Museum offers mecca for native plants, seeds

Described by Town & Country magazine as “one of the season’s best native-plant sales,” the Brandywine Conservancy and Museum of Art’s Wildflower, Native Plant and Seed Sale takes place every year on Mother's Day weekend in the museum's courtyard.

Plants at the Brandywine Conservancy's sale are always tagged with relevant instructions.

Plants at the Brandywine Conservancy's sale are always tagged with relevant instructions.

Admission is free, and all proceeds benefit the conservancy's expansive wildflower and native plant gardens. At the sale, conservancy garden staff members and volunteers can answer questions, give planting instructions, offer horticultural advice, and even provide brief tours of the gardens.

Environmentalists routinely tout the benefits of using native plants in area landscapes. For example, adding milkweed benefits struggling monarch butterflies while winterberry holly assists birds. In general, native plants help support insects and animals that keep pests in check, reducing the need for chemicals. Many native plants are also drought-tolerant.

The plants in the sale are carefully nursery-propagated. None are collected from the wild. A large percentage are grown from seeds that are collected by volunteers from the gardens surrounding the Brandywine River Museum of Art, and from the conservancy’s adjacent meadows in Chadds Ford. Many of the plants are difficult to find in retail garden centers, one of the reasons the sale has become so popular, and all plants are ready for immediate transplanting.

Herbaceous plants (ferns, grasses, flowering perennials) are offered in a number of different pot sizes and typically range in price from $5 to $8 a pot. Woody plants (vines, shrubs, trees) are most commonly sold in one-, two- or three-gallon pots, with base prices typically at $19, $29 and $39, each.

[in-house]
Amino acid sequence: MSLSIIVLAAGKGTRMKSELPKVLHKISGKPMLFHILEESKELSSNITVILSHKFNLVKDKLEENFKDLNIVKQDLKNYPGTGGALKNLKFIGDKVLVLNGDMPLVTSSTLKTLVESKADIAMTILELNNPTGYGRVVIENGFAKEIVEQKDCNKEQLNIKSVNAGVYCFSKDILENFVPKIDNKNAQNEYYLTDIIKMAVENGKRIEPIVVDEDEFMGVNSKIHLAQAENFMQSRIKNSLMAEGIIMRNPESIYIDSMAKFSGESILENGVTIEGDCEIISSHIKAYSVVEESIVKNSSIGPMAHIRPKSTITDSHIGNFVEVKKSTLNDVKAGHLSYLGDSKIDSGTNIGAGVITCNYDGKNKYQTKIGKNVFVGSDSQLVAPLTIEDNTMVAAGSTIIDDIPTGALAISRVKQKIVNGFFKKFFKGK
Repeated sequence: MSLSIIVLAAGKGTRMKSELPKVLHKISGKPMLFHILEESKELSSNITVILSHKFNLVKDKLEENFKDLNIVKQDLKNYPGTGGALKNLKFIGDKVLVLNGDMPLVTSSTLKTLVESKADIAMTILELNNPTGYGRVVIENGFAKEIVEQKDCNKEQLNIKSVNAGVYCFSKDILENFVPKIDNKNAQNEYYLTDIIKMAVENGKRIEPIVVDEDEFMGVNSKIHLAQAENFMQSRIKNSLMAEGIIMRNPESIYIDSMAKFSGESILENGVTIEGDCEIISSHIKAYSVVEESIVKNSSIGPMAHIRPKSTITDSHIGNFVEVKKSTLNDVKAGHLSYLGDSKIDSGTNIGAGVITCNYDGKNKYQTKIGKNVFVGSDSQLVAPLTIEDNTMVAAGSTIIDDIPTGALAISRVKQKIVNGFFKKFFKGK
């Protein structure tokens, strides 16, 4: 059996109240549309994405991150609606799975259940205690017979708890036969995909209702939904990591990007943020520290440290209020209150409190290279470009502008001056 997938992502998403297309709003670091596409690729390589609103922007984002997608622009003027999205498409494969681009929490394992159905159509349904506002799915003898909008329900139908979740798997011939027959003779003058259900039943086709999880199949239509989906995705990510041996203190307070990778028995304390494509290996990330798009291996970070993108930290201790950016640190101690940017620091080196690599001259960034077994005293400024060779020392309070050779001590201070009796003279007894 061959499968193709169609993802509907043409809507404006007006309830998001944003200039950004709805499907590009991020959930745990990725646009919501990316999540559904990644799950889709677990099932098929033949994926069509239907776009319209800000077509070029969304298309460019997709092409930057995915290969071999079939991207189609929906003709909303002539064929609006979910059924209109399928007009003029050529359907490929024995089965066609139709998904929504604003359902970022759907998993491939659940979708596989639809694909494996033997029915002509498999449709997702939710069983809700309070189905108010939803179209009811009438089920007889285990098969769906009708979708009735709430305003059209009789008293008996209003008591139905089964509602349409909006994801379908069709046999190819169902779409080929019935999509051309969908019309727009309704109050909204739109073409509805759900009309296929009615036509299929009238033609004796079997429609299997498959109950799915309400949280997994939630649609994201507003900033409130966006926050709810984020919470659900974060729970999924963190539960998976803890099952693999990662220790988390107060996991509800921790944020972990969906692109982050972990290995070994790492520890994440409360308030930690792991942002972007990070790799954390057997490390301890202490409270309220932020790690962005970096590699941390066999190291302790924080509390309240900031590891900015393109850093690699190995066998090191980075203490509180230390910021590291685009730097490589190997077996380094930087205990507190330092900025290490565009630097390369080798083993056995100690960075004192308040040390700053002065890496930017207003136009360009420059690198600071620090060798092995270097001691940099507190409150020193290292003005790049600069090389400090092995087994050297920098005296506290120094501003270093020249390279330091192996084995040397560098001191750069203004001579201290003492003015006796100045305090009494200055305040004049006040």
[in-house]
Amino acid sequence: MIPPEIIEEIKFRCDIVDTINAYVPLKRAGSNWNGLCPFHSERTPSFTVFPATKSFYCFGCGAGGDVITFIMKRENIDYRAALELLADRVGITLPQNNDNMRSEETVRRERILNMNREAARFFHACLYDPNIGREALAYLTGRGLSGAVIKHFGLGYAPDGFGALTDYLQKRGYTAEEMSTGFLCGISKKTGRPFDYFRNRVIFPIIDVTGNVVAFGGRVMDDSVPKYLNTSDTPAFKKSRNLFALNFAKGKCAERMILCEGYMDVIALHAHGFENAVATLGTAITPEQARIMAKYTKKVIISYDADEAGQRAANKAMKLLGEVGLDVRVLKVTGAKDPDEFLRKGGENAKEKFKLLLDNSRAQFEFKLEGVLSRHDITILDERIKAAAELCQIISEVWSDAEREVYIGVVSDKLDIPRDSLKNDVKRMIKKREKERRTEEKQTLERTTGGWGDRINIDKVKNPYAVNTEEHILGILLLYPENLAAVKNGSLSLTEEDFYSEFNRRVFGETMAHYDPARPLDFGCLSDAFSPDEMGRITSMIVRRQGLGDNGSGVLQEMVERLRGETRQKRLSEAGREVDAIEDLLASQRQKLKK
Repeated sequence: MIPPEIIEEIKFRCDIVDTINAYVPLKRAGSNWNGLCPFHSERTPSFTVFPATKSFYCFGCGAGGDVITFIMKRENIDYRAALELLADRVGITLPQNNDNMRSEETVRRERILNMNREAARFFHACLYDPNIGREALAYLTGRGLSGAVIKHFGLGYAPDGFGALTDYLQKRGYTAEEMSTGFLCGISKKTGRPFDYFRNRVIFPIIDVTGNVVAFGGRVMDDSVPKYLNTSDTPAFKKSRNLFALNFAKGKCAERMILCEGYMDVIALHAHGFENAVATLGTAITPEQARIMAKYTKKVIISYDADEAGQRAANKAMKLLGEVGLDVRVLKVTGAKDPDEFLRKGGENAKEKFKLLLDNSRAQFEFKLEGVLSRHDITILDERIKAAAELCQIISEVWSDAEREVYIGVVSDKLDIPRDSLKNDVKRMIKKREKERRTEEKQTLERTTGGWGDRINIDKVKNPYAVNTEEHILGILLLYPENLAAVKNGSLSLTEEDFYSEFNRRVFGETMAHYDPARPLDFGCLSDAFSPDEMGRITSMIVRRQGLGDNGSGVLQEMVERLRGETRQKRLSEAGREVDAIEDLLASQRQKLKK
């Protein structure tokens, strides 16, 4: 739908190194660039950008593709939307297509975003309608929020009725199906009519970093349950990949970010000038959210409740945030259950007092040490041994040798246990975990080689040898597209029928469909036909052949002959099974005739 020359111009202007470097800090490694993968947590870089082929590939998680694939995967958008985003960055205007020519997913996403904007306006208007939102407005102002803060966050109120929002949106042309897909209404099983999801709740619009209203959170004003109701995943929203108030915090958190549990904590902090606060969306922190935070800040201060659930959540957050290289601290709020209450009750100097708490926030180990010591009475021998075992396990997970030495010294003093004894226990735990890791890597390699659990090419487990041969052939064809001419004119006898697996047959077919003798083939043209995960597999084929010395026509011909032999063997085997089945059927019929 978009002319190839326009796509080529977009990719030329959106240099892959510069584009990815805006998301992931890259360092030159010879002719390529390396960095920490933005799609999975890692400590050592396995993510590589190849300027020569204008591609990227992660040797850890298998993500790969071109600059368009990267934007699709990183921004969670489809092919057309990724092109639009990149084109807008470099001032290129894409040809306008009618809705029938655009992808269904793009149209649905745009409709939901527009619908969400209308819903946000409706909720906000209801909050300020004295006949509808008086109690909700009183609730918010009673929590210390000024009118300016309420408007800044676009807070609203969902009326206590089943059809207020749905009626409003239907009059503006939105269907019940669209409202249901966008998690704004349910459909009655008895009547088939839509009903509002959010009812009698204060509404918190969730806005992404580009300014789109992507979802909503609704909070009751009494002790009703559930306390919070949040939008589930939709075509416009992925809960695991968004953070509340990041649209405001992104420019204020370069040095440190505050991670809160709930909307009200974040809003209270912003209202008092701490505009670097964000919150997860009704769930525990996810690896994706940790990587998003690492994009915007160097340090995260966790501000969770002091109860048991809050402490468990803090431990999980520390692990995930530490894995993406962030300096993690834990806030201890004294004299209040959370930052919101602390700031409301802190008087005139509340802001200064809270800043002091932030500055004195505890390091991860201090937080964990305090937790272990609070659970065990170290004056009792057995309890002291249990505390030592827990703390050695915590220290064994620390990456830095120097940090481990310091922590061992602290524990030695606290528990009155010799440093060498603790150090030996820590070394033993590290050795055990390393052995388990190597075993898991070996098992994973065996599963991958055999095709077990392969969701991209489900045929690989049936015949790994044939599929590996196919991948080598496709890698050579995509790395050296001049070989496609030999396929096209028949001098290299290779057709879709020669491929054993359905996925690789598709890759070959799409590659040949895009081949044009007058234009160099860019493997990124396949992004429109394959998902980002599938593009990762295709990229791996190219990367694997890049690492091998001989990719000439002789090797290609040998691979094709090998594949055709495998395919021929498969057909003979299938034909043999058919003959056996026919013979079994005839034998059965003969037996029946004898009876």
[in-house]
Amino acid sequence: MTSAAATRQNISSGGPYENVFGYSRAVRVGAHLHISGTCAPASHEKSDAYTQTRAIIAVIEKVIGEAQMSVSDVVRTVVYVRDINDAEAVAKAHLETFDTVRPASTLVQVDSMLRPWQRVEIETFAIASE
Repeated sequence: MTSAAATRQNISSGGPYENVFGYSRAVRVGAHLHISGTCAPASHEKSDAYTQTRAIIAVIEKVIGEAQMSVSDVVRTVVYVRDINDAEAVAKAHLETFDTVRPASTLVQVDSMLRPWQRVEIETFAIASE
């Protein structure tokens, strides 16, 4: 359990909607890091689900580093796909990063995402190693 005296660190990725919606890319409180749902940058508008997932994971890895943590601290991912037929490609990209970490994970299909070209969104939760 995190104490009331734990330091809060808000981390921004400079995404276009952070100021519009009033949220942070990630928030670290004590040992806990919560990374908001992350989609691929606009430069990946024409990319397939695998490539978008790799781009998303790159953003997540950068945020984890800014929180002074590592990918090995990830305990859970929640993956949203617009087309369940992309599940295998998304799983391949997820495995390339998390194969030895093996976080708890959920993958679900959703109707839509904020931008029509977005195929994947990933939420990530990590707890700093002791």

Some plants even come with a bonus. A pot with a large foamflower may also contain a seedling wild columbine or wild geranium, and a Brandywine bluebell may include a Dutchman’s breeches. Customers only pay for the primary plant. Such combinations can be separated and planted individually or planted as one to grow as a group.

Nearly every batch of plants at the sale is presented with an informative sign, usually containing a color photo, to help customers better understand where the plant will grow best and what it can be expected to look like after it has grown a bit in your garden. To help customers remember that information, each plant has its own label, which includes the basic attributes specific to that plant: typical size, time and color of flower, its sun preference (full sun, part shade, shade) and soil moisture preference (wet, moist or dry) and, if there is room on the label, a comment regarding its value to birds, bees and butterflies.

Packets of the hand-collected seeds, cleaned and packaged by the garden volunteers, will be available during the plant sale as well as year-round in the museum shop. Seed packets are $2 each and $5 for a set of any three packets.

The sale will be held from 9:30 a.m. to 4:30 p.m. on Saturday, May 7, and Sunday, May 8. The museum is located on Route 1 in Chadds Ford.

 

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